IOM Yemen: "NOW MY YOUNG DAUGHTER CAN SAFELY COLLECT WATER ON HER OWN"
Every day, as the sun rises early in the morning, displaced people on Yemen’s west coast, often women and young children, begin a grueling journey. They leave their shelters to walk long distances under the sun in search of a vital life source: clean and safe drinking water.
In many areas, especially in the displacement sites in the south of Ta’iz city, access to safe water is an extreme challenge. Displaced people often lack resources to dig wells while the farms where they can source water are located far from where they have settled.
Climate change continues to contribute to increasingly harsh droughts – a phenomenon exacerbating the shortage of water and the suffering of families forced to flee their homes.
“Before the conflict, we had enough water in our homes, but once we were forced to flee we started to suffer from water shortages,” said Shaker Mustafa, Al Sowa water project supervisor in Al Ma'afer district and member of the nearby host community.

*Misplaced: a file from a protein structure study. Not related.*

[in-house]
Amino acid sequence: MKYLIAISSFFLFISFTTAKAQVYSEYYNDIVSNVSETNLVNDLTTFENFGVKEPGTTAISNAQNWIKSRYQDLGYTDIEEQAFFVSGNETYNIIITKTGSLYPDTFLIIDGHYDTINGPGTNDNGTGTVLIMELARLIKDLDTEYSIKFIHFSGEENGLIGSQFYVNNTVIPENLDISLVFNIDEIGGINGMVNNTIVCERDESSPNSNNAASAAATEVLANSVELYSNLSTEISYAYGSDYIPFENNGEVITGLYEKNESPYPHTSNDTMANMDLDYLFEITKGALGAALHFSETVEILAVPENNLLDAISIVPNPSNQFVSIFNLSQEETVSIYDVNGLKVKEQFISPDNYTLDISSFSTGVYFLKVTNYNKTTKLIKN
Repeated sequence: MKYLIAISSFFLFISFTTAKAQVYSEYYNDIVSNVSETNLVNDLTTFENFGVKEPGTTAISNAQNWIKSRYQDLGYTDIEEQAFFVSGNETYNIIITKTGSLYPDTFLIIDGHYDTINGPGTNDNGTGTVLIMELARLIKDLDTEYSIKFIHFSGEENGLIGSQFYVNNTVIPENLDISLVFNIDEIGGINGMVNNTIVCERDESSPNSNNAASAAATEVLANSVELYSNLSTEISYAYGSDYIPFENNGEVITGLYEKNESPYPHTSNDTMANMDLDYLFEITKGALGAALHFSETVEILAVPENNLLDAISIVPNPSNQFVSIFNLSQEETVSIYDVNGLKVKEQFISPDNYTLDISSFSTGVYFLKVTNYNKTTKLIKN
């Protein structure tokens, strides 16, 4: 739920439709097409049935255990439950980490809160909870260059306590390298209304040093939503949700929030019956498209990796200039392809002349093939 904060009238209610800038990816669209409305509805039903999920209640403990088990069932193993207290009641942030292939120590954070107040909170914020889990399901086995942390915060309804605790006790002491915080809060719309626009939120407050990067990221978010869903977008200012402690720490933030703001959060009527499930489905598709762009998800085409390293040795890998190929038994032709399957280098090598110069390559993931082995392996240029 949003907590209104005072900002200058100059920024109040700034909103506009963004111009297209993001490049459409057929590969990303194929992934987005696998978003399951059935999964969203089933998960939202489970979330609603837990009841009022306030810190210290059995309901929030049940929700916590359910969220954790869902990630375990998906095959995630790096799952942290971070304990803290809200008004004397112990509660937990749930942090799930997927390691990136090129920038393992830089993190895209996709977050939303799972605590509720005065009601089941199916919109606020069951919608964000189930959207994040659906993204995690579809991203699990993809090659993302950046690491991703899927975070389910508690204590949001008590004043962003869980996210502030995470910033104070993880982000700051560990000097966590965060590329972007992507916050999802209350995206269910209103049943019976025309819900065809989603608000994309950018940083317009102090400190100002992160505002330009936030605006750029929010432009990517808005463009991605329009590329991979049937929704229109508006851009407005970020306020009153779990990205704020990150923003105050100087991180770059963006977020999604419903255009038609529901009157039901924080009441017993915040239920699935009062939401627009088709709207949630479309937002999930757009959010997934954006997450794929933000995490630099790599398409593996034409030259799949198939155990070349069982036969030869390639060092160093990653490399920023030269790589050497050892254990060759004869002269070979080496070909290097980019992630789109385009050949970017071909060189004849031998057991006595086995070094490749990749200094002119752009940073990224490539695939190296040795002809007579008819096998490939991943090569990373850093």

“Most people in this area can only collect water once per month,” he added.
“It was not easy for us to bring water. I used to walk with my little girl Sumaia twice a day for more than a half hour to the nearest water well,” said Mariam*, a displaced mother in Al Ma'afir district.
Displaced people often carry their water containers on their heads or tie them with rope on donkeys, their main form of transportation.
In Yemen, where water infrastructure is often damaged or ineffective, more than 15.3 million people need assistance to access water, sanitation and hygiene (WASH) services.
To relieve some of these struggles and improve water access for host and displaced communities, the International Organization for Migration (IOM) with support from the King Salman Humanitarian Aid and Relief Center (KSrelief), have upgraded, rehabilitated or established three water sites in South Ta'iz.
These three water projects are run by a sustainable, solar-powered water pumping system that benefits more than 40,000 people across three locations in two districts where host communities have welcomed thousands of displaced families.
“Now many people's troubles are over. They feel reassured because there is safe and stable water in their area,” said Mohammed, the water project supervisor in Al Ma'afer district.
“I am happy because we have a close and clean source of water. Now my young daughter can safely collect water on her own at any time,” added Mariam.
These water supply projects supported by KSrelief have made a huge impact to alleviate the burden that host communities and displaced people were experiencing in South Ta'iz.
*Name has been changed to protect identities.